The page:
In a move that many, including key government figures, said was “remarkable”, “unique”, “historic” the French government agreed to send through its diplomatic channel a letter from leading religious and cultural world figures to the heads of the 195 delegations coming to the climate change COP.
The letter asks them to ask themselves a single and personal question: “Why Do I Care?”
“Why are we asking you to do this?” it asks. “Because we hope that in answering this question, you will come to the COP primarily as a conscious human being not just a representative of a Government or agency. In the end the most important element of this is that we hear from you as a person, a member of the human family who has for a time a uniquely significant role to play in protecting the world.”

 

The letter was announced at a groundbreaking “Summit of Conscience” in Paris, July 21, hosted by the Elysee Palace, along with leading French publisher Bayard Press and the UK-based Alliance of Religions and Conservation (ARC).

 

President Hollande of France

President Hollande of France

 
“The Summit of Conscience departs from the point that the climate crisis … cannot be reduced to scientific, technological, economic and political dimensions, however important those are,” said French President Francois Hollande. “It is in fact a crisis of meaning.”

 

“The root cause of environmental degradation and climate change is a way of life, a mode of production, a mode of consumption that is not compatible with human development,” he added.

 

“In the past we have talked about “stewardship” but now we must talk about care,” said Cardinal Turkson, President of the Pontifical Council for Justice and Peace, who presented Pope Francis’ Laudato Si Environment Encyclical to the world in June. “When we care it is with passion and commitment and attachment. Commitment to embrace with passion not just with thoughts and ideas but with the heart….What kind of world do we want to bequeath? An environment will not be able to sustain life after us unless we embrace commitment – we received a garden as our home and we may not turn it into wilderness. The garden we received must be passed on and bequeathed,” Cardinal Turkson said.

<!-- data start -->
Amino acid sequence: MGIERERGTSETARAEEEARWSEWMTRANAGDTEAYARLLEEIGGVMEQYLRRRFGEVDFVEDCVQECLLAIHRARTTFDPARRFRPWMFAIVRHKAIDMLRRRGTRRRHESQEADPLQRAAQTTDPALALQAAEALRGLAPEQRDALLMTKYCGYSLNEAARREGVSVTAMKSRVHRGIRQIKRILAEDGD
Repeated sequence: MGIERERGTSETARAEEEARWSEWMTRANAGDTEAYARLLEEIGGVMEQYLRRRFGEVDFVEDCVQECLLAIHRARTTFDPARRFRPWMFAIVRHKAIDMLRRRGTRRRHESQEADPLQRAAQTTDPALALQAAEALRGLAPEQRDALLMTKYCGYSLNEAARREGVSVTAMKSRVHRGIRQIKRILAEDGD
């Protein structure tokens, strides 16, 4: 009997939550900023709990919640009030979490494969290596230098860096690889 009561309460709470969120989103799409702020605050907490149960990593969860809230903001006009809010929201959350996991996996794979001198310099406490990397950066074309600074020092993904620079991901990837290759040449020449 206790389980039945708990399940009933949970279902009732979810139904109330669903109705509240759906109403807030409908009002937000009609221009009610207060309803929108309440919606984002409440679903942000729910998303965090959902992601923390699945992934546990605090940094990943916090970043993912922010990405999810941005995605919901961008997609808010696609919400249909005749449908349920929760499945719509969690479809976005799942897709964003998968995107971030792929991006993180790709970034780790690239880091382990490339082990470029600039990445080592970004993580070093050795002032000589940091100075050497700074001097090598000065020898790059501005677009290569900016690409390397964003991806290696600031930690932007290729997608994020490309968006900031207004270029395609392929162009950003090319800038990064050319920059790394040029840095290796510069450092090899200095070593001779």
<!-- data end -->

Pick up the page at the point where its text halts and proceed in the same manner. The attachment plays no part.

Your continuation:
The Bois de Boulogne, just outside Paris.

The Bois de Boulogne, just outside Paris.

“France is one of the most secular governments in the world and for the president and government of France to propose this level of cooperation with the major faiths of the world is highly unusual.” said ARC’s Martin Palmer.
 

“The issue of climate change and protecting our planet has largely been taken away from people by governments, by scientists and international agencies making most people feel powerless or even hopeless in the face of all the data,” said Palmer. “We need that but we also need to feel that we each can make a difference.”

 

Former UN Secretary-General Kofi Annan stressed that “The earth is not ours; it is a treasure we hold in trust for our children. We must be worthy of that trust.”

 

France’s Minister of Ecology, Segolene Royal, and many other speakers, highlighted the need to progressively decrease use and dependence on fossil fuels, especially coal, and shift to renewable energy.

 

Meanwhile, UN Secretary-General Ban Ki-moon, through a message delivered by Janos Pasztor, Assistant-Secretary-General on Climate Change, said that “Climate change is the defining challenge of our time. It affects us all, but it does not affect us all equally. We have a profound responsibility to protect and assist the world’s poorest and most vulnerable people and to pass on to future generations a planet that is thriving and healthy.”

 

Quotes from the Summit of Conscience

Quotes from the Summit of Conscience

 

Why Do I Care is now an international movement.

 

This is not just a movement for politicians or delegates or people who are already leaders. When Bayard, one of France’s largest publishing companies, especially for young peoples’ magazines, agreed to sponsor the meeting and carry out much of the on the ground organization, their editorial staff said they thought this was a question their young readers would love to answer.
They created the website http://www.whydoIcare.org   in which people of all countries are invited to tell their story in less than 200 words or a one minute video and this testimony will be added to the words of thousands of others, like a river of personal commitments. Bayard are also devoting many of the autumn editions of their magazines to this theme.